Ancient Jawbone Unearthed in Israel Rewrites Prehistory
The oldest human fossil found outside Africa—a portion of an upper jawbone unearthed in the Misliya Cave on Israel’s Mount Carmel—has recently been dated to 177,000 to 194,000 years ago. This means that modern humans came to the Levant much earlier than previously thought, according to Israeli researchers. And that, in turn, means that modern humans evolved in Africa much earlier than scientists have long believed.
This “completely changes our view on modern human dispersal and the history of modern human evolution,” said anthropologist Israel Hershkovitz of Tel Aviv University, who headed the international collaborative study with archaeologist Mina Weinstein-Evron of the University of Haifa. “If modern humans started traveling out of Africa some 200,000 years ago, they must have originated in Africa at least 300,000 to 500,000 years ago,” not the 200,000 years ago that was originally thought.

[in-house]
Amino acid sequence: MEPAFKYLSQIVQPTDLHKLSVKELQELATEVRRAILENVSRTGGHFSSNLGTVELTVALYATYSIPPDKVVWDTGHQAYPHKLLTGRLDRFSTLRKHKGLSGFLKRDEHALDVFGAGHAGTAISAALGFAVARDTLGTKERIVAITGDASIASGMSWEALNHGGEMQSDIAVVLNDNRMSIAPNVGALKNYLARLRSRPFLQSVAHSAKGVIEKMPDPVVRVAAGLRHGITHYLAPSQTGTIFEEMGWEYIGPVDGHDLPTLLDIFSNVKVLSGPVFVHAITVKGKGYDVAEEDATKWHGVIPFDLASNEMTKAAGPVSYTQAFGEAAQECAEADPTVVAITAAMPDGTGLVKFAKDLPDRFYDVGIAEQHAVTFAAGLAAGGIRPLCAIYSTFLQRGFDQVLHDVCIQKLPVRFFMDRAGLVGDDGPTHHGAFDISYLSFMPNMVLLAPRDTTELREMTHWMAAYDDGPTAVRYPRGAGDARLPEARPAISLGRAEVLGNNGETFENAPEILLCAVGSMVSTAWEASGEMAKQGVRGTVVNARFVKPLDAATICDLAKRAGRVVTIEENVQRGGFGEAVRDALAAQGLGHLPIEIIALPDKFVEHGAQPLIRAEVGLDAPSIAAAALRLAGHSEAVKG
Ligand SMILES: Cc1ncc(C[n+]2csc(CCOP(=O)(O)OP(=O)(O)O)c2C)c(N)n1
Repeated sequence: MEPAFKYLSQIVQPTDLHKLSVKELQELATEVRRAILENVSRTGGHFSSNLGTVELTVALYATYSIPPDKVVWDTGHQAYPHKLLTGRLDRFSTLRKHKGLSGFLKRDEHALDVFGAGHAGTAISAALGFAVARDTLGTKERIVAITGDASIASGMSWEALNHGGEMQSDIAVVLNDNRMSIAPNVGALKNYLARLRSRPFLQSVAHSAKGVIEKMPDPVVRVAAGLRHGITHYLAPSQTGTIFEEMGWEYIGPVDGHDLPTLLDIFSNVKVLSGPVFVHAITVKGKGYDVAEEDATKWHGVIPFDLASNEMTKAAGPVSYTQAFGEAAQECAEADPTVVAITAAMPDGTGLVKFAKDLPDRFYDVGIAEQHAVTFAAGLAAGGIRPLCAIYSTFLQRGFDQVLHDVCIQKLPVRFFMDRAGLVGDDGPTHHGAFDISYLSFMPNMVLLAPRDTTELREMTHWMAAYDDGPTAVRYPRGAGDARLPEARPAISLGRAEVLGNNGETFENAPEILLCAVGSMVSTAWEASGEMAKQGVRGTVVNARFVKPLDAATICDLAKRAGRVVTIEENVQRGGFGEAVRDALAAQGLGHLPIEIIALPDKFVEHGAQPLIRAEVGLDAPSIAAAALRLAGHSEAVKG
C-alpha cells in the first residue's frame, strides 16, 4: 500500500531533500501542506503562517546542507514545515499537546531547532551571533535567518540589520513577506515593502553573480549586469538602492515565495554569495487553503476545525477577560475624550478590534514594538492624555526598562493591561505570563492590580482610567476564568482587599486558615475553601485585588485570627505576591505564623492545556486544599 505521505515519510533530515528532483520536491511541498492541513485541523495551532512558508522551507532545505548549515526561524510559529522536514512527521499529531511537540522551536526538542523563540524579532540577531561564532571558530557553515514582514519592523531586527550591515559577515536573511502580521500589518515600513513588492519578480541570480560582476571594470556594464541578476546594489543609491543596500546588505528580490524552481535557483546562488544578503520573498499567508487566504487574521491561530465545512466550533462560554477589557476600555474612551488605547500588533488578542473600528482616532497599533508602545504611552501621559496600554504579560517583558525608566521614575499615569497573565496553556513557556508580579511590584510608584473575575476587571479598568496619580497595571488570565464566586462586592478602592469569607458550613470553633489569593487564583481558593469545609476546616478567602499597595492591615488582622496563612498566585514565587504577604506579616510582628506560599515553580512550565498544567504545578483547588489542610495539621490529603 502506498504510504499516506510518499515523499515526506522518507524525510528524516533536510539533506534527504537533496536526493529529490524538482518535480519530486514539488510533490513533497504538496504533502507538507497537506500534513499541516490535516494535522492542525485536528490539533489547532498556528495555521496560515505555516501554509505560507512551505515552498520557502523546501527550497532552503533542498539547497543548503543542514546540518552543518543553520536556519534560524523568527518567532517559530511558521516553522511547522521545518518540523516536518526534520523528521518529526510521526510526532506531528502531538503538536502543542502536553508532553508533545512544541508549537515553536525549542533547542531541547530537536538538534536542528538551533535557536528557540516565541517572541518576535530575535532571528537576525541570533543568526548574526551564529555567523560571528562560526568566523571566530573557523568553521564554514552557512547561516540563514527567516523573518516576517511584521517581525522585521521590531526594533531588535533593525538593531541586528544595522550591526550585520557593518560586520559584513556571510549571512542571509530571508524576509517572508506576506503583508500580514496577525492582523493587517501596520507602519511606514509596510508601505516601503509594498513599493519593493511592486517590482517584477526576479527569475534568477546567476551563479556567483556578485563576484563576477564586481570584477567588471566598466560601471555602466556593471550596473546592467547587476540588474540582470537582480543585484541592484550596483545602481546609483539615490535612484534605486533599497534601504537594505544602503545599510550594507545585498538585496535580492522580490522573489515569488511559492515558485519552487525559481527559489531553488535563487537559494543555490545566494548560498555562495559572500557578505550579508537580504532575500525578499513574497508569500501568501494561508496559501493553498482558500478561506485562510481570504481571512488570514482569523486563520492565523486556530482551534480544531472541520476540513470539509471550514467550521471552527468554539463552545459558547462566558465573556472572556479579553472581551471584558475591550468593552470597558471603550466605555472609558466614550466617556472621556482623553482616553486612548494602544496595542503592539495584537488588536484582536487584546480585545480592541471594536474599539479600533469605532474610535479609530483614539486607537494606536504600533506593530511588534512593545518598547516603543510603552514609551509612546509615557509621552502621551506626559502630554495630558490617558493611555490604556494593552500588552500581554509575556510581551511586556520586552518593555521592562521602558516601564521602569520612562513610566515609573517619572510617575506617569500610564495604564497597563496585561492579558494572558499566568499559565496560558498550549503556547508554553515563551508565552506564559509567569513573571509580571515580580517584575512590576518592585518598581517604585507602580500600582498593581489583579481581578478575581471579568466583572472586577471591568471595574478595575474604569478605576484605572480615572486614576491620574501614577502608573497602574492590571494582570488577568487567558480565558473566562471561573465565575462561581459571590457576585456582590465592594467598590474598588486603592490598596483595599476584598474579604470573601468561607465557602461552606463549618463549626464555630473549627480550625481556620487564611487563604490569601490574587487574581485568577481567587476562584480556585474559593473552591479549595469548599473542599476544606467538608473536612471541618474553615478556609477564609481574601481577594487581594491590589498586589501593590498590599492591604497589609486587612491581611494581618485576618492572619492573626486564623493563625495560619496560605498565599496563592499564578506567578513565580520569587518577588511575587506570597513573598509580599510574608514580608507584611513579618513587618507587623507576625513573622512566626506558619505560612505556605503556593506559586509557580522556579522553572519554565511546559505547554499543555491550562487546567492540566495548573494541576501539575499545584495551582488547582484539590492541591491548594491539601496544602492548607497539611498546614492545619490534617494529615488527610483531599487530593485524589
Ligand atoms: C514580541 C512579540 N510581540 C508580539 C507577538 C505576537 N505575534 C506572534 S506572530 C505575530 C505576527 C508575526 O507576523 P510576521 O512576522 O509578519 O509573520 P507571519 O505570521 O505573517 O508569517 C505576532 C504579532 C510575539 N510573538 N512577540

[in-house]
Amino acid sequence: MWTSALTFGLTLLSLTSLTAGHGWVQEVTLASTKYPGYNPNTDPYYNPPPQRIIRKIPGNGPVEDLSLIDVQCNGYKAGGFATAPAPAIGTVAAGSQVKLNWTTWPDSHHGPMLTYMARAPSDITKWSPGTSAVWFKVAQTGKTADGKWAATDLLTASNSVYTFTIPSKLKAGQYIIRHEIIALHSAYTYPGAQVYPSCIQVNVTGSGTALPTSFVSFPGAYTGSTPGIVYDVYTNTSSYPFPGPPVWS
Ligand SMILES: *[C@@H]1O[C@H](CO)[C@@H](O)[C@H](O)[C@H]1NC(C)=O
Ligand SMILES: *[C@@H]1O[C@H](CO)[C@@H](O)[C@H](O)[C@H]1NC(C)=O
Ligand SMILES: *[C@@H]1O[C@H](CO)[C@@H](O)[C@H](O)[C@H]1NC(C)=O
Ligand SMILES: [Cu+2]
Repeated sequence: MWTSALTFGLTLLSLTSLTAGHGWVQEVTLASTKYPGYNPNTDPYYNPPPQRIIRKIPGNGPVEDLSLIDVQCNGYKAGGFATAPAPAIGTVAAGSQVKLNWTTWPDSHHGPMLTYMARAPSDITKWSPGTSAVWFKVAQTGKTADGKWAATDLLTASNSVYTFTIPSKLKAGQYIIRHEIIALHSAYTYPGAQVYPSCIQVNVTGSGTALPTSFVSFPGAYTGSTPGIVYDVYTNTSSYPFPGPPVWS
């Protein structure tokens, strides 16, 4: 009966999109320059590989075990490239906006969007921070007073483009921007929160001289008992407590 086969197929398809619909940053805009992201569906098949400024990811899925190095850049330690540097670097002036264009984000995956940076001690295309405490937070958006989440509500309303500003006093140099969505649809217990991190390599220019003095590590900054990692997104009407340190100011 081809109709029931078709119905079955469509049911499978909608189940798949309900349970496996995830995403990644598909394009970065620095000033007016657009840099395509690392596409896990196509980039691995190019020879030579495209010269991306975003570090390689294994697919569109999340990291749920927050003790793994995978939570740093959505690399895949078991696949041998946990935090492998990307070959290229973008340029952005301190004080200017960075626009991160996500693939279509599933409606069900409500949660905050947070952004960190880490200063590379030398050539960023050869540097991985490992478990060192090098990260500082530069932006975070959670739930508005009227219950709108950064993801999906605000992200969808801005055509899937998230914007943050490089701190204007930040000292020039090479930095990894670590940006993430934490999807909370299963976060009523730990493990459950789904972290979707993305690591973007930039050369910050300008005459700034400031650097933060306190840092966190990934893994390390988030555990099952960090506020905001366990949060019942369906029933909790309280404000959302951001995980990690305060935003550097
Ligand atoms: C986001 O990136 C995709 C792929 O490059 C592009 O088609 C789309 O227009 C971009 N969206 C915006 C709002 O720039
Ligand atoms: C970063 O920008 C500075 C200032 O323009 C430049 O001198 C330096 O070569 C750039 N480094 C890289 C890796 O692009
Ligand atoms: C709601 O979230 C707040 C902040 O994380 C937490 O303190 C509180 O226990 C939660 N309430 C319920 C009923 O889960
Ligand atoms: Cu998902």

The jawbone, with seven teeth still attached, was discovered in 2002 along with thousands of flint tools. A combination of the bone’s anatomical features, the objects found with it and modern dating methods enabled the dating, a full report of which was printed in the journal Science in January. Because some of the bone’s features resemble those of Neanderthals and other human groups, Hershkovitz said, “some of our traits must have evolved or been acquired outside of Africa.”